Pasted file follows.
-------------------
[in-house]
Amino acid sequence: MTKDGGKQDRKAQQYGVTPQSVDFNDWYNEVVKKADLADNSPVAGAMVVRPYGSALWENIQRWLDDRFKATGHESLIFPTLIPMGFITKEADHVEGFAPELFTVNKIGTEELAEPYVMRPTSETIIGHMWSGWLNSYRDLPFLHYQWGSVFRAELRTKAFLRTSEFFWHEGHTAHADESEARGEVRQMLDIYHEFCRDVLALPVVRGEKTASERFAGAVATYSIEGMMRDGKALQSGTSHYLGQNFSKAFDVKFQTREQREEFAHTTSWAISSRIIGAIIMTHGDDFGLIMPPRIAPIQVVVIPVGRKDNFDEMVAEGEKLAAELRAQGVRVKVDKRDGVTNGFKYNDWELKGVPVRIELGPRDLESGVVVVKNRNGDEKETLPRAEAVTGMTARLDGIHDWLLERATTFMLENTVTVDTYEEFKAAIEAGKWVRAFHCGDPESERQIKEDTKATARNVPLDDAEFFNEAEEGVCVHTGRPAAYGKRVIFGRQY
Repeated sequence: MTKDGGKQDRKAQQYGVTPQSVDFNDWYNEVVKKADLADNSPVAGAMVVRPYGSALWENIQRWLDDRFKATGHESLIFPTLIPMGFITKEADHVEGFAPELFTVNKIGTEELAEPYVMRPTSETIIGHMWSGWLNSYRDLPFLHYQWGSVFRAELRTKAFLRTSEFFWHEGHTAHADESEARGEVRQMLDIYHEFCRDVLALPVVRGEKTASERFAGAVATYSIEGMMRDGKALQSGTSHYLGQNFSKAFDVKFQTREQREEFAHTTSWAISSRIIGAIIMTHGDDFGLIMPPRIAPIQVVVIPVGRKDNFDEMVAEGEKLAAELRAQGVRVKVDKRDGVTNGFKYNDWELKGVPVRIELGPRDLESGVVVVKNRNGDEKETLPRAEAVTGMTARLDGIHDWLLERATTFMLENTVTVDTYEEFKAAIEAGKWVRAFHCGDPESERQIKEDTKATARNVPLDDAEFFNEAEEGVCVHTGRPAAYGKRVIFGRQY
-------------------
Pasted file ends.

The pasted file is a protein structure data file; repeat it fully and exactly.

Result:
[in-house]
Amino acid sequence: MTKDGGKQDRKAQQYGVTPQSVDFNDWYNEVVKKADLADNSPVAGAMVVRPYGSALWENIQRWLDDRFKATGHESLIFPTLIPMGFITKEADHVEGFAPELFTVNKIGTEELAEPYVMRPTSETIIGHMWSGWLNSYRDLPFLHYQWGSVFRAELRTKAFLRTSEFFWHEGHTAHADESEARGEVRQMLDIYHEFCRDVLALPVVRGEKTASERFAGAVATYSIEGMMRDGKALQSGTSHYLGQNFSKAFDVKFQTREQREEFAHTTSWAISSRIIGAIIMTHGDDFGLIMPPRIAPIQVVVIPVGRKDNFDEMVAEGEKLAAELRAQGVRVKVDKRDGVTNGFKYNDWELKGVPVRIELGPRDLESGVVVVKNRNGDEKETLPRAEAVTGMTARLDGIHDWLLERATTFMLENTVTVDTYEEFKAAIEAGKWVRAFHCGDPESERQIKEDTKATARNVPLDDAEFFNEAEEGVCVHTGRPAAYGKRVIFGRQY
Repeated sequence: MTKDGGKQDRKAQQYGVTPQSVDFNDWYNEVVKKADLADNSPVAGAMVVRPYGSALWENIQRWLDDRFKATGHESLIFPTLIPMGFITKEADHVEGFAPELFTVNKIGTEELAEPYVMRPTSETIIGHMWSGWLNSYRDLPFLHYQWGSVFRAELRTKAFLRTSEFFWHEGHTAHADESEARGEVRQMLDIYHEFCRDVLALPVVRGEKTASERFAGAVATYSIEGMMRDGKALQSGTSHYLGQNFSKAFDVKFQTREQREEFAHTTSWAISSRIIGAIIMTHGDDFGLIMPPRIAPIQVVVIPVGRKDNFDEMVAEGEKLAAELRAQGVRVKVDKRDGVTNGFKYNDWELKGVPVRIELGPRDLESGVVVVKNRNGDEKETLPRAEAVTGMTARLDGIHDWLLERATTFMLENTVTVDTYEEFKAAIEAGKWVRAFHCGDPESERQIKEDTKATARNVPLDDAEFFNEAEEGVCVHTGRPAAYGKRVIFGRQY